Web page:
By Dale Buchanan
Lisa is the mother of nine-year-old twin daughters soon starting the fourth grade. She married for the first time this past April to Doug Nowlin. As a teacher, he told Lisa he knew and loved the girls before he loved her. When asked to explain her faith, Lisa replied “My faith is God-centered.” And when asked about her biggeststruggle, she answered, “Being self-reliant instead of God dependent.”
Lisa, who has changed you the most? “Doug, who magically and accidentally appeared in my life to help me with the things I could not do alone, and my two girls who are constantly transforming my existence.
The above is a glimpse into the life and loves of this week’s pew person. Read along with me as Lisa unpacks the warp and woof of her life.
“I was born and raised in South Central L.A.—the worst ghetto in California! My father was a Marine when the armed services were integrated. He was not happy about it and when asked why, he answered, “Would you want to be in a fox hole with a white guy from Alabama with a gun?” This is a man who loved to joke. My mother had him removed from the delivery room the day I was born because he insisted on telling jokes while she was in labor. Dad was black but could pass as a white. During the Watts riots, he was caught in a violent area and a white police officer stopped him and sent him on his way shouting, “What’s a white man doing in this neighborhood?” My favorite story about Dad and race was the Christmas he played Santa in a neighborhood church and all the children said, “This is the real Santa because he is white.” He worked for many years as a station officer in the LAPD.
Mother was a beautiful woman. She looked like Lena Horne, but because she was black, she was not allowed to work as a model. However, because she had light skin, she could be an elevator operator at the Broadway Department Store. And that’s where a certain light skinned Marine with bluish green eyes saw a freckle-faced girl and fell for her!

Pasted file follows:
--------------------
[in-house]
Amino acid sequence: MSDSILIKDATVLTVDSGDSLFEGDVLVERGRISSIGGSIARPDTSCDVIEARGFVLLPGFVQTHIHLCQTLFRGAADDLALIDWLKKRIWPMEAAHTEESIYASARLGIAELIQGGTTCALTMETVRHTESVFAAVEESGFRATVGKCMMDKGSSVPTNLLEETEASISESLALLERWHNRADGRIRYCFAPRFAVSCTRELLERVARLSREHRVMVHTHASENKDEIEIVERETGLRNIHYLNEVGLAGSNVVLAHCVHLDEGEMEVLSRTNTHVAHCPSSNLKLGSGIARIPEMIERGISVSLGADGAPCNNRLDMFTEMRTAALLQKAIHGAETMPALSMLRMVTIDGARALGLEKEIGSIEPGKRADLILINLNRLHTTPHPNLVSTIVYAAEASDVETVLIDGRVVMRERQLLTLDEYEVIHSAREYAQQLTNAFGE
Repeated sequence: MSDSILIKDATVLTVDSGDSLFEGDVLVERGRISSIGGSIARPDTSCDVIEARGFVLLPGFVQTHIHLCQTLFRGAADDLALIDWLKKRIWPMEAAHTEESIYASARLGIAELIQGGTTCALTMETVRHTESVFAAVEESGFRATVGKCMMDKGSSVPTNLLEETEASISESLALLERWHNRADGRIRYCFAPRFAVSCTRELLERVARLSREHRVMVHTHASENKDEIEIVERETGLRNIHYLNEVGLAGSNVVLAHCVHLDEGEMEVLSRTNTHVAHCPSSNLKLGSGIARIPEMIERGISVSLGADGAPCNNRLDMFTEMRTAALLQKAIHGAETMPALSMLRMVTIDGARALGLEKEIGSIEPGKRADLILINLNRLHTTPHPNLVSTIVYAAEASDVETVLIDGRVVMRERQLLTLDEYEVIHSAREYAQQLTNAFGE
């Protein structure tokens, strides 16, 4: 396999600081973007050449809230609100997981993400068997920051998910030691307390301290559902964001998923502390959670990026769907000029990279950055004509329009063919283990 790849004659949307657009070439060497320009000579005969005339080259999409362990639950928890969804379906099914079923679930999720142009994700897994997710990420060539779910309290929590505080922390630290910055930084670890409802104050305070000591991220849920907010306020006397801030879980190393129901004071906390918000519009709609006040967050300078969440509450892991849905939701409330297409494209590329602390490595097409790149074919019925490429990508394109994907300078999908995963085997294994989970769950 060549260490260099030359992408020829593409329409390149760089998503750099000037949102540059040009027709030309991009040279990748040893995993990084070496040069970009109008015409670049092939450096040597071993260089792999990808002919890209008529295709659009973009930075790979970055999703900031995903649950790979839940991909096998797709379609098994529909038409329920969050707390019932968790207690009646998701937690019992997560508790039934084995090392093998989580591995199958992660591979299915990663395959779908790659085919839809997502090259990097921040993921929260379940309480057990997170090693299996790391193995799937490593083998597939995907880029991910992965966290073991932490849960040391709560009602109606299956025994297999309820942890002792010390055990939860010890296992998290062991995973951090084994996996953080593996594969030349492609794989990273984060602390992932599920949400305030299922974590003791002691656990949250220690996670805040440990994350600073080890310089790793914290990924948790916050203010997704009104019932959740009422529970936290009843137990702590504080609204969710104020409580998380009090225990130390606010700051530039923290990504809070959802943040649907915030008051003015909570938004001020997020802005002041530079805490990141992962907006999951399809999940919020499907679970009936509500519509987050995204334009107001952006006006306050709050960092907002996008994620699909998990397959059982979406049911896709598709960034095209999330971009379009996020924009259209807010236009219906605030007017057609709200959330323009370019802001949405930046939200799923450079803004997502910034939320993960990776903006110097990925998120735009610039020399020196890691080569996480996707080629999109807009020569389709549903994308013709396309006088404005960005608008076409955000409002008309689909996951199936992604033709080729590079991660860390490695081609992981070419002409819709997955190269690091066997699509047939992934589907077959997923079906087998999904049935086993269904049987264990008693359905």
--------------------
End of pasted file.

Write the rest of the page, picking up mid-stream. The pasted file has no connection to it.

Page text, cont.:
My folks were special! Mom had the opportunity to buy a fourteen-unit apartment house. Dad said no, but conceded when she cried. This ghetto couple took second jobs cleaning offices at night to pay for that investment and for twenty years they put their pay checks in savings and lived frugally off the rental income. Dad was later fond of saying, “I’m a millionaire today because of Mother’s tears.”
I have two older sisters and I was a change of life baby. Mother was thirty-eight and thought she was having gas pains until the doctor disabused her of that notion. I weighed nine pounds ten ounces and my birth certificate is stamped “NEGRO.” I tease my girls because this is not on their birth certificates. 😊
Although he was not a college graduate, my dad saw to it that his three daughters and his wife were afforded college educations. All four of us became teachers.
Growing up in South Central L.A. was not a fun experience for me. I was teased and taunted. I looked bi-racial when that was not accepted in my black neighborhood. I did not make sense in that environment. One boy threw empty cans at me shouting, “While my folks were picking cotton, yours were sitting on the porch.”
I was bussed to integrated schools where bullying and harassment were the rule of the day. In 8th and 9th grades I was sent to a private prep school two hours away in a good part of L. A. There were three or four black children and a hundred white children. It was the worst experience of my life. I had no friends except for Chastity Bono who let me sit by her at lunch. The school had an annual ski trip and a boy told me that I could not go because my lips would explode at high altitude. I felt like an alien from outer space. I was shunned by whites because of my blackness and rejected by my own people because I was not black enough.
Jumping ahead, I finished high school at Dorsey High on the west side—known as the better side of the ghetto. From there I was off to UCLA and a major in political science. I had been sheltered and could not keep a job until I interviewed and was hired by Compton Unified School District. This led to twenty years teaching even though I had not wanted to be a teacher. At one point I went to nursing school and worked briefly as a nurse, but now I am back to teaching in a Charter school and love it.
At age thirty-eight I faced a mid-life crisis. The clock was ticking and I wanted children. At forty I delivered a still-born child and at forty-three in-vitro fertilization and a sperm donor brought Faith and Grace into my life. In conversation with a friend not long ago, Grace said, “My Mom kind of made us up.” The friend responded, “You were made by science.” Out of the mouths of babes!
If I were to summarize the joy that fills our life as a family, it would be Sundays around the table. This table commands a central place in our lives and is a metaphor of all that we hold precious. I cook, Doug does the dishes, and these hours are reserved for family and friends. Doug and the girls play cards and board games. I watch and take joy in the laughter and love around the table. Friends and extended family add to the camaraderie of table fellowship and it truly binds our heart in love.